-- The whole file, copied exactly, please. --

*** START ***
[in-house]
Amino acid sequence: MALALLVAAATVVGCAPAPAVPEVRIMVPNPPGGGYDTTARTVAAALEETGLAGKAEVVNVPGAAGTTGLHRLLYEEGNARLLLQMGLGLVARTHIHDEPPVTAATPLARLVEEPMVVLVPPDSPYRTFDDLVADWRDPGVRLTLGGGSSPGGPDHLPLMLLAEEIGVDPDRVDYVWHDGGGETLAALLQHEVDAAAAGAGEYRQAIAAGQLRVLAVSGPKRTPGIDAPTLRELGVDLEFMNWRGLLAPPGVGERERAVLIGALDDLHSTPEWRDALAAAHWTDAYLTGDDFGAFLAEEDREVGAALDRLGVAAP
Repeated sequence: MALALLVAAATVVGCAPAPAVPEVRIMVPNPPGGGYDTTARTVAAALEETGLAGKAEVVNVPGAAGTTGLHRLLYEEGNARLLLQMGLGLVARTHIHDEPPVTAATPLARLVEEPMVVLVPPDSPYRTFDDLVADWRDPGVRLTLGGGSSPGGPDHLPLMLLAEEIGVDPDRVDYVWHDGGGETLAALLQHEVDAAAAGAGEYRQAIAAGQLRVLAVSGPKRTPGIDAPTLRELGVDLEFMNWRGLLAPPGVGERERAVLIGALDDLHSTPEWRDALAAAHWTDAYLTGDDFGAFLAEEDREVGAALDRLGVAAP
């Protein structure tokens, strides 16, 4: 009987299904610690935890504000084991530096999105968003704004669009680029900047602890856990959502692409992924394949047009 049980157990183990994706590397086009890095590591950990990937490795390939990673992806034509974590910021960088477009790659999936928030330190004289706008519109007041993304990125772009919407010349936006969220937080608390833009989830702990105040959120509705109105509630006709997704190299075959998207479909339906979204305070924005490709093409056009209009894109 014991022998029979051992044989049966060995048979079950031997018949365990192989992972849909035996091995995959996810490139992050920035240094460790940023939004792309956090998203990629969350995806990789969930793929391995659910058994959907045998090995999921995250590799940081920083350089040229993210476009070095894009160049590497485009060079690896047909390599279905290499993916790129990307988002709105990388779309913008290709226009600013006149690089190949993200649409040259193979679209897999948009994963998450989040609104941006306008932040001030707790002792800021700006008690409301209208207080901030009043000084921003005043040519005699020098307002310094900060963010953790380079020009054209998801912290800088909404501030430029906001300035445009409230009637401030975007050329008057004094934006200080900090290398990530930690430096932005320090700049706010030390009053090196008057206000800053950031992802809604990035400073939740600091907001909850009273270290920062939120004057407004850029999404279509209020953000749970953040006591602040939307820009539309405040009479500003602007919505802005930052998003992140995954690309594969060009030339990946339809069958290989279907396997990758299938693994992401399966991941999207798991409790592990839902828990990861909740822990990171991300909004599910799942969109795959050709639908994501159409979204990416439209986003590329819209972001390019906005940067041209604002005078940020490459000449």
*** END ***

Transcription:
[in-house]
Amino acid sequence: MALALLVAAATVVGCAPAPAVPEVRIMVPNPPGGGYDTTARTVAAALEETGLAGKAEVVNVPGAAGTTGLHRLLYEEGNARLLLQMGLGLVARTHIHDEPPVTAATPLARLVEEPMVVLVPPDSPYRTFDDLVADWRDPGVRLTLGGGSSPGGPDHLPLMLLAEEIGVDPDRVDYVWHDGGGETLAALLQHEVDAAAAGAGEYRQAIAAGQLRVLAVSGPKRTPGIDAPTLRELGVDLEFMNWRGLLAPPGVGERERAVLIGALDDLHSTPEWRDALAAAHWTDAYLTGDDFGAFLAEEDREVGAALDRLGVAAP
Repeated sequence: MALALLVAAATVVGCAPAPAVPEVRIMVPNPPGGGYDTTARTVAAALEETGLAGKAEVVNVPGAAGTTGLHRLLYEEGNARLLLQMGLGLVARTHIHDEPPVTAATPLARLVEEPMVVLVPPDSPYRTFDDLVADWRDPGVRLTLGGGSSPGGPDHLPLMLLAEEIGVDPDRVDYVWHDGGGETLAALLQHEVDAAAAGAGEYRQAIAAGQLRVLAVSGPKRTPGIDAPTLRELGVDLEFMNWRGLLAPPGVGERERAVLIGALDDLHSTPEWRDALAAAHWTDAYLTGDDFGAFLAEEDREVGAALDRLGVAAP
């Protein structure tokens, strides 16, 4: 009987299904610690935890504000084991530096999105968003704004669009680029900047602890856990959502692409992924394949047009 049980157990183990994706590397086009890095590591950990990937490795390939990673992806034509974590910021960088477009790659999936928030330190004289706008519109007041993304990125772009919407010349936006969220937080608390833009989830702990105040959120509705109105509630006709997704190299075959998207479909339906979204305070924005490709093409056009209009894109 014991022998029979051992044989049966060995048979079950031997018949365990192989992972849909035996091995995959996810490139992050920035240094460790940023939004792309956090998203990629969350995806990789969930793929391995659910058994959907045998090995999921995250590799940081920083350089040229993210476009070095894009160049590497485009060079690896047909390599279905290499993916790129990307988002709105990388779309913008290709226009600013006149690089190949993200649409040259193979679209897999948009994963998450989040609104941006306008932040001030707790002792800021700006008690409301209208207080901030009043000084921003005043040519005699020098307002310094900060963010953790380079020009054209998801912290800088909404501030430029906001300035445009409230009637401030975007050329008057004094934006200080900090290398990530930690430096932005320090700049706010030390009053090196008057206000800053950031992802809604990035400073939740600091907001909850009273270290920062939120004057407004850029999404279509209020953000749970953040006591602040939307820009539309405040009479500003602007919505802005930052998003992140995954690309594969060009030339990946339809069958290989279907396997990758299938693994992401399966991941999207798991409790592990839902828990990861909740822990990171991300909004599910799942969109795959050709639908994501159409979204990416439209986003590329819209972001390019906005940067041209604002005078940020490459000449």